TYLER, Texas (KLTV) - A study by the American Cancer Society (ACS) claims that good communication between cancer patients and their doctors leads to better outcomes for patients in their fight against cancer.
Mallory Cox and her doctor, Devin Brecheen, say their communication and new friendship has helped the healing process more than they could have ever imagined.
Cox has stage four ovarian cancer.
“I was diagnosed right before Christmas,” said Cox.
The young mother of two was scared, but her doctor helped her feel better in more ways then one.
“Then, I started my journey here at Texas Oncology, with Devin," said Cox.
“She came in very, very sick and all I could think was what could I do to help her?” said Brecheen, a physician assistant at Texas Oncology in Longview.
Brecheen said she saw herself in Cox.
“It’s hard to see someone that you see yourself in,” said Brecheen. “This girl is my age, we both have young children, this man is the same age as my husband — watching a spouse go through that — you’d do just about anything to make it better... try to make it better.”
One day Brecheen sat with Cox during her chemo treatment and their friendship began.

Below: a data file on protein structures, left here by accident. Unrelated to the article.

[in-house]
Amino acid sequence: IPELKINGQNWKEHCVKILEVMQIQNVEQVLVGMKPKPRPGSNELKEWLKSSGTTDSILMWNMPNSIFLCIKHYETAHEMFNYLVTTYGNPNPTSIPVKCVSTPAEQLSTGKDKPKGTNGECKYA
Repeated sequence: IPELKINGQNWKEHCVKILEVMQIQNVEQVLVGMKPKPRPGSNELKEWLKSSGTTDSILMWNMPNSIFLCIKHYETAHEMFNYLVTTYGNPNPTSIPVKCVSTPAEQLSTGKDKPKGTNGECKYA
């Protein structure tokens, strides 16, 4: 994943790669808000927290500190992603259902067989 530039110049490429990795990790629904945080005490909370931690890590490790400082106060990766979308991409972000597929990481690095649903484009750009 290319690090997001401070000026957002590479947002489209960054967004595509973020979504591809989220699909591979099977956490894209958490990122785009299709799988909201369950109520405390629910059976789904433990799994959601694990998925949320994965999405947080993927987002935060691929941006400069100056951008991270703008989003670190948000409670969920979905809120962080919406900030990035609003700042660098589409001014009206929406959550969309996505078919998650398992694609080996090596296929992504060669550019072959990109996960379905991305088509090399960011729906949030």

“I think it’s important to be able to relate to your patient on a personal level,” said Brecheen. “It’s not just science when you walk in here, and this is what you have and this is what you do and the end; trust me. It can’t be like that. You have to relate to them on a personal level and just get to know them.”
“She definitely knew how to explain things so that I would understand,” said Cox. “Being a mom too, she understood how to break things down so I understood them in the right way, because sometimes medical stuff goes a little bit over your head when you’re hearing it all and its overwhelming.”
Cox said Brecheen would also reach out to her personally every once in a while to check in on her to see how she was feeling.
Brecheen and Cox said they believe the ACS study — that communication with their doctor helps a cancer patients healing process — one-hundred percent.
“I think the communication between a provider and a patient is huge in the way the patient responds to their treatment and tolerates their treatment,” said Brecheen.
“Communication is big because there [are] so many different studies and everybody’s journey is different,” said Cox. “Now, I’m more comfortable with understanding ‘okay, that’s just part of my medication that’s a normal feeling now’. So, I’m kind of learning my new normal though what shes been teaching me.”
Both Cox and Brecheen said they want to stress the importance of genetic testing to everyone, especially if your family has a history of cancer.